Micromobility VOI and EY release report assessing the life cycle of e-scooters
In the span of the last two years, e-scooters have evolved from a gadget to a method of transportation with a significant impact on people in cities' daily commute. A new report on micromobility by EY and the e-scooter company VOI and is said to provide a case study of how e-scooters are being used in European cities, and how their adoption rates are impacting city life.
As e-scooters are banned from sidewalks in Paris, and the city if Barcelona has prohibited the use of shared e-scooters completely, the question of whether e-scooters are a great addition to cities' current mobility mix is up-to-the-minute.
Now, the Swedish shared mobility company VOI allowed Ernst & Young Global Limited (EY) access to its date to produce what is said to be the first-ever Life Cycle Assessment of an e-scooter in use in a major European city. The report Micromobility: Moving Cities into a Sustainable Future sets out to asses the potential contribution of e-scooters to urban mobility and decarbonization.
If you're curious to learn more about the key principles of micromobility and the micromobility market's current state of play, have a look at our recent article covering these topics.
According to the report:
- E-scooters with swappable batteries, such as VOI's Voiager 3 produce 34,7 g CO2 equivalents per person per kilometer, which is on par with many public transport options
- The average emission level of new cars in the EU is 120.4g CO2/km
- VOI's model with a swappable battery is expected to have a 24-month lifespan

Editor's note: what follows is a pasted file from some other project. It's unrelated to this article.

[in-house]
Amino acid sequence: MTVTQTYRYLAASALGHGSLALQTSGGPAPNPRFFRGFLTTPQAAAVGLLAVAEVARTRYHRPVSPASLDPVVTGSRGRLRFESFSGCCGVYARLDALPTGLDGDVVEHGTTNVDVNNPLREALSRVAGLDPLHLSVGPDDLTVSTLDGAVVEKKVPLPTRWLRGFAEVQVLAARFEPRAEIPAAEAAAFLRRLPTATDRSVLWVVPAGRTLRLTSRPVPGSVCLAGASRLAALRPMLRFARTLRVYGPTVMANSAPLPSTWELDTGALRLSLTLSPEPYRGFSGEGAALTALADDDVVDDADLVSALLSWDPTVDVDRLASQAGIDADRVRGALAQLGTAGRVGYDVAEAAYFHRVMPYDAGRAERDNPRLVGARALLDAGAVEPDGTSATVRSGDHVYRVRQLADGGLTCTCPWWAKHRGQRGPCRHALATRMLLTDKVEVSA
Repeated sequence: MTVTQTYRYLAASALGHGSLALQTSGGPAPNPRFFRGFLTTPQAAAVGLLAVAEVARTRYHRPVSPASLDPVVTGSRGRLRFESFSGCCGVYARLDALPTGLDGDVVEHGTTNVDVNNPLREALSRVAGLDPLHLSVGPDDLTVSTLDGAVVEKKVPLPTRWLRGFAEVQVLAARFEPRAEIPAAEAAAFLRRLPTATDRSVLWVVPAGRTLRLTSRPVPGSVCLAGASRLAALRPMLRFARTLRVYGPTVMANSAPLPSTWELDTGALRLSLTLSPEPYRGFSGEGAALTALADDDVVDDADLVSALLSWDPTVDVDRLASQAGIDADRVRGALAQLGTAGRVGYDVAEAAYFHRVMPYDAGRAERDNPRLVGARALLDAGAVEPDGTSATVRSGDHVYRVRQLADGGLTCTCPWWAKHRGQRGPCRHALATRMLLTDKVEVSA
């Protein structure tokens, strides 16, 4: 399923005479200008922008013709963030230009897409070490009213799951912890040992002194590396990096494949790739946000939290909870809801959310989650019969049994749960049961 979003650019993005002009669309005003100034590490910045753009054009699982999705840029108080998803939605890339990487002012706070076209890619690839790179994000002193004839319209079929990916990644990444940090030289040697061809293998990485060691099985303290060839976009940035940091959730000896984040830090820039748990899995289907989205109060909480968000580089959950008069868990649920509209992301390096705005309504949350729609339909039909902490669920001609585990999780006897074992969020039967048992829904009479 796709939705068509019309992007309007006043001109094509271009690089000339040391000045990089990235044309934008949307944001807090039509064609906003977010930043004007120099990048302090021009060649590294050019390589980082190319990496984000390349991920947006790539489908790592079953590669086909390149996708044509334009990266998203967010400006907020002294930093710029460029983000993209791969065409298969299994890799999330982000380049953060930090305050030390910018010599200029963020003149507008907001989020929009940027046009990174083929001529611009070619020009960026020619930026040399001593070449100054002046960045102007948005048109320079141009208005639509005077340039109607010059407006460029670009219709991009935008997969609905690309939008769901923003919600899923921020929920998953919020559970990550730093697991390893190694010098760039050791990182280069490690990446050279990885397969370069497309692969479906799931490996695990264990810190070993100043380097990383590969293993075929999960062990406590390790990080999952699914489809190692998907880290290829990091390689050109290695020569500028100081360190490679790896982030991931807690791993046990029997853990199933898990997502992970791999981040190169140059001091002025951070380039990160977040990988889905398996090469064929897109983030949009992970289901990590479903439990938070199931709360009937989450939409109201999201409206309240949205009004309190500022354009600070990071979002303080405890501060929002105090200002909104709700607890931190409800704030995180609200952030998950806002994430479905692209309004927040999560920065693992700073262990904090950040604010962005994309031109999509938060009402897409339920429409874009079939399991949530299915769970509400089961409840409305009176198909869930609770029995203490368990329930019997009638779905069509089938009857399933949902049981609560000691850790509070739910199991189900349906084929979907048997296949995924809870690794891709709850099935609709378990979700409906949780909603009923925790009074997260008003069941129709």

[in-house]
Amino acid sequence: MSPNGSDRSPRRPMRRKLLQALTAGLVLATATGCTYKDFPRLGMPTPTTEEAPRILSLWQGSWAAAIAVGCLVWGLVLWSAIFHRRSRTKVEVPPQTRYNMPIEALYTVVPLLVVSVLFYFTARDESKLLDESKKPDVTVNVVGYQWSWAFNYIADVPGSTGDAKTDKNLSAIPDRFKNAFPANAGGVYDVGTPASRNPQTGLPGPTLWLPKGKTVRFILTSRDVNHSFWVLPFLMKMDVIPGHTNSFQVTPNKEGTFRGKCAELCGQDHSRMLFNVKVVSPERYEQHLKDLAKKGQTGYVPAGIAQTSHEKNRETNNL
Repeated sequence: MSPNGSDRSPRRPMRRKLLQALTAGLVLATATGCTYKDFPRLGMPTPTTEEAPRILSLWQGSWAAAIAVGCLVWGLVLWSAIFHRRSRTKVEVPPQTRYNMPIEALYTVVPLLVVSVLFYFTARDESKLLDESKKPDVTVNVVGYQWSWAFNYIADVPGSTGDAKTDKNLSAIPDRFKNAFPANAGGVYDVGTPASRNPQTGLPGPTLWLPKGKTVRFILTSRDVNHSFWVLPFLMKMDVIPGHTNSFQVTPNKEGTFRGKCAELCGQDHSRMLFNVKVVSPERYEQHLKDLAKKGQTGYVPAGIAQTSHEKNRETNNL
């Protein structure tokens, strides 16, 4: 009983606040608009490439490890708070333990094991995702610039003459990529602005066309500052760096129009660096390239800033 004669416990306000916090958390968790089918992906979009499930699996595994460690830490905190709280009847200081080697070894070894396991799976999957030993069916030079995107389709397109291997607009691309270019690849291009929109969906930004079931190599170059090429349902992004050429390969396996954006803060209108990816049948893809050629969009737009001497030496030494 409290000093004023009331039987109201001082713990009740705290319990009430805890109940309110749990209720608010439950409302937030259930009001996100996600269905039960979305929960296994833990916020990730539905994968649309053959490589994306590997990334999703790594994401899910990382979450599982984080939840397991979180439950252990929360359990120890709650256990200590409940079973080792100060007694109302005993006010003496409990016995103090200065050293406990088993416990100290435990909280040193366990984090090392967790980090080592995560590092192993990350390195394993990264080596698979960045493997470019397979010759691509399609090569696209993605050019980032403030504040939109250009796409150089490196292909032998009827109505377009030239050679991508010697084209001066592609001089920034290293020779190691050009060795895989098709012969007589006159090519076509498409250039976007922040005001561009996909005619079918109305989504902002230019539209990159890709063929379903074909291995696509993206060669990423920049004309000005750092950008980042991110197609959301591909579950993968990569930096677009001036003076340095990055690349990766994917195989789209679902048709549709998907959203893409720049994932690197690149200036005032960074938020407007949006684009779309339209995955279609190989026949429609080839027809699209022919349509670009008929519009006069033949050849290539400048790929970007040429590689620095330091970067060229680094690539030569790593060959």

- E-scooters have accumulated over 300 million trips globally in two years
- E-scooter adoption rates in Europe are four times faster than those of e-bike sharing schemes
- There are over 20 million users of e-scooters across Europe
- Since launched in California in September 2017, e-scooters have reached 626 cities across 53 countries
Fredrik Hjelm, CEO and co-founder, Voi Technology, said: "Fundamental to Voi's mission has been our belief that e-scooters and micromobility can transform the way that people live, work and move through cities. We are delighted to see that EY also recognises the huge benefits that e-scooters could bring to cities and their potential to transform mobility options.
"In particular we are proud that our efforts to reduce emissions from our Paris operations have demonstrated that e-scooters can be just as sustainable an option as public transport, and produce a fraction of the emissions of new cars. Using insight from real-world data and interviews with city officials, this report shows how e-scooters are making the biggest impact, and where work still needs to be done.
"We're under no illusion that e-scooters are the silver bullet when it comes to sustainable cities. Nevertheless, the improvements we have made to our fleet and the supply chain are already shifting the dial. We very much welcome the report's conclusion that e-scooters offer unprecedented potential but only when there are clear regulations that foster responsible and sustainable behavior."
John Simlett, EY's Global Future of Mobility Leader, added: "Micromobility is here to stay, reducing emissions as well as relieving pressure on public transport systems, but cities and providers need to work together to seize this opportunity.
"In order to ensure that it takes its rightful place in the urban mobility ecosystem of tomorrow, the next phase of development in micromobility needs to be handled in a more collaborative, integrated and responsible way. This will require clear regulations on responsible and sustainable use, and increasing public access to micromobility infrastructure."